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40kccg strategy

Theoryhammer 40K: Tzeentch Edition

This week we explore the Tzeentch fleet card. Let’s see what the Changer of Ways can bring to the battlefield!

Released in the Delos V expansion set, the Tzeentch fleet card was one of two Chaos Powers to be represented in the 40K CCG, with Slaanesh appearing in the final set, Malogrim Hive.

In exchange for fielding a majority of Tzeentch units in your deck, you ironically gain deployment consistency on the battlefield. Consider the two main reasons why and when you would use the fleet ability:

  1. The units you’ve deployed don’t match up well against your opponent’s
  2. You want to drop a big bad Greater Daemon for free 

The former reason will probably make up the majority of times you’ll want to exchange units; the latter is more of an incidental bonus (but one you can’t really abuse, since putting an excessive number of Greater Daemons in your deck will severely weaken your deployment phases).

Consider the fleet ability as a way to adapt your fighting force to best beat your opponent’s. Didn’t bring enough firepower to a shooting match? Ditch those Pink Horror Swarms for a chance at one of your many Thousand Sons squads. Need a Traitor Space Marines at a big battle to make life suck for your opponent? Gamble away!

Speaking of non-Tzeentch units: I don’t think you need to field a 100% Tzeentch deck to get a good benefit out of the fleet ability, but I imagine you should have perhaps 6 out of your 8 deployment cards to be Tzeentchian. That comes out to 75%, or 45 cards in your deck, to be dedicated to the Changer of Ways. This will give you plenty of flex room to include some of the generic Chaos workhorse cards.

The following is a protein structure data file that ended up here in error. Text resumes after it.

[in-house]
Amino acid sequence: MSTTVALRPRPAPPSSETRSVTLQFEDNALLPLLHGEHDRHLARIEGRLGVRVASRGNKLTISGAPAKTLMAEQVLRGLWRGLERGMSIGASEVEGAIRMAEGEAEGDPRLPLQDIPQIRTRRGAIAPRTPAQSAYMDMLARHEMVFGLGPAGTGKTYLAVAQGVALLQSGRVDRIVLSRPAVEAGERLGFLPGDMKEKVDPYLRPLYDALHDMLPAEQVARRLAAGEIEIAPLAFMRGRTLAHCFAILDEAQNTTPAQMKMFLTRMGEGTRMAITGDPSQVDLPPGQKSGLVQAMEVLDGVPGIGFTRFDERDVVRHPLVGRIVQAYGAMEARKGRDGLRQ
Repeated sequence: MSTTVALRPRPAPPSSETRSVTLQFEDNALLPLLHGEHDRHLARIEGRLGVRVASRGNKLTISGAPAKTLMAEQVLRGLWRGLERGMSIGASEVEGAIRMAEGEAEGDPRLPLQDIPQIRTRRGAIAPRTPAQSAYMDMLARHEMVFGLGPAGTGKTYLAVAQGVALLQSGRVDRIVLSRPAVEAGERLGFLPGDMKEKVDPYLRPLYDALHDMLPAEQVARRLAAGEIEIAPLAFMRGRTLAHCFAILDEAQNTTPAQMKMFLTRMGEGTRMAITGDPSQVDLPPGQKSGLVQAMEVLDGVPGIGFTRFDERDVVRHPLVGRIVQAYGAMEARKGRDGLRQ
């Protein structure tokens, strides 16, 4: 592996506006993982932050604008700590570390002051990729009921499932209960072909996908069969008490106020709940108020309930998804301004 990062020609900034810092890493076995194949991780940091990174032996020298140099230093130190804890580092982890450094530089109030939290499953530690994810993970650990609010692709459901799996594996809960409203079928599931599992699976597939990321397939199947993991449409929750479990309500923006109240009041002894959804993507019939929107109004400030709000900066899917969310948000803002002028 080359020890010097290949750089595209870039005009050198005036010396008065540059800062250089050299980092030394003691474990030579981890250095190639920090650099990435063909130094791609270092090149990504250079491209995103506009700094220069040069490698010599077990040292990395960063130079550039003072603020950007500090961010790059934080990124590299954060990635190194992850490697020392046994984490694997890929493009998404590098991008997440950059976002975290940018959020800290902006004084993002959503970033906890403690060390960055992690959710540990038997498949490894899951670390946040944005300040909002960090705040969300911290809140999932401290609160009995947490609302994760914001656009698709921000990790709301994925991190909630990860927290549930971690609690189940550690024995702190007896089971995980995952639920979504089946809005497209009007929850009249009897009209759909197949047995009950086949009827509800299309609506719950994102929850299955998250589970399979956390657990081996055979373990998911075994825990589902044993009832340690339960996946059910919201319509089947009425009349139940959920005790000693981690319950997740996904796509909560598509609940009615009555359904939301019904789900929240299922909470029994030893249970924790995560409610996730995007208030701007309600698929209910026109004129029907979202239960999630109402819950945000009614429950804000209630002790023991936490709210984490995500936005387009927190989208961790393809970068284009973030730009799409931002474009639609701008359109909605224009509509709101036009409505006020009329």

Looking at the roster of Tzeentch faction cards, we can spot a few themes:

  • Heavier emphasis on shooting units
  • Armor boosting abilities vs. shooting attacks
  • Additional infiltration abilities

Here’s a quick look at a Tzeentch decklist I put together:

The deck feels pretty straightforward: focus on shooting with high-armor units, with high-speed Tzeentch daemons to provide shooting and assault support. Because I wanted to capitalize on Seth’s Chosen and its armor boosting, I selected a number of characters I thought would best fit the deck.

Cultists of Tzeentch and Thousand Sons Dreadnoughts can remove key threats early on in battles. And, of course, I had to include Garakzaral in order to try living the dream of having an invincible army.

Because we have a limited number of slots for non-Tzeentch units, I wanted to make sure they were pivotal. Traitor Space Marines and Chaos Space Marines fit the bill, being high-die lynchpin units with good shooting and armor. I considered Khorne Bloodletters, but I don’t think the deck has enough assault units – plus, the Changer of Ways wouldn’t be happy if there were brutish, small-minded followers of Khorne running around!

Is this better than a generic Chaos deck? Probably not. But it looks quite fun, and has some neat combos you can pull off. And in the eyes of Lord Tzeentch, that’s good enough!

What do you think of the deck? Let me know in the comments!

5 replies on “Theoryhammer 40K: Tzeentch Edition”

Never understand the use of Uzthizarr. You roll from your enemy’s deck but it is still “you” that is rolling, not your enemy. So I suppose it doesn’t trigger Tzeentch Flamers right?

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As I understand it, yes the roll is still yours – you own the roll “number”, just that it is mechanically done from your opponent’s deck. Flamers don’t need the help!

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As an addendum, I imagine Uzthizarr helps boost your own die rolls, as Tzeentch cards seem much lower on the die spectrum than regular Chaos cards. His key draw to me, though, is the ability to remove any unit from the battle, and being more or less invincible until he does so.

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Besides probably improving your rolls, Uzthizzar’s second ability has some nice synergy with Cypher and Chaos’ one good character, Nememiah.

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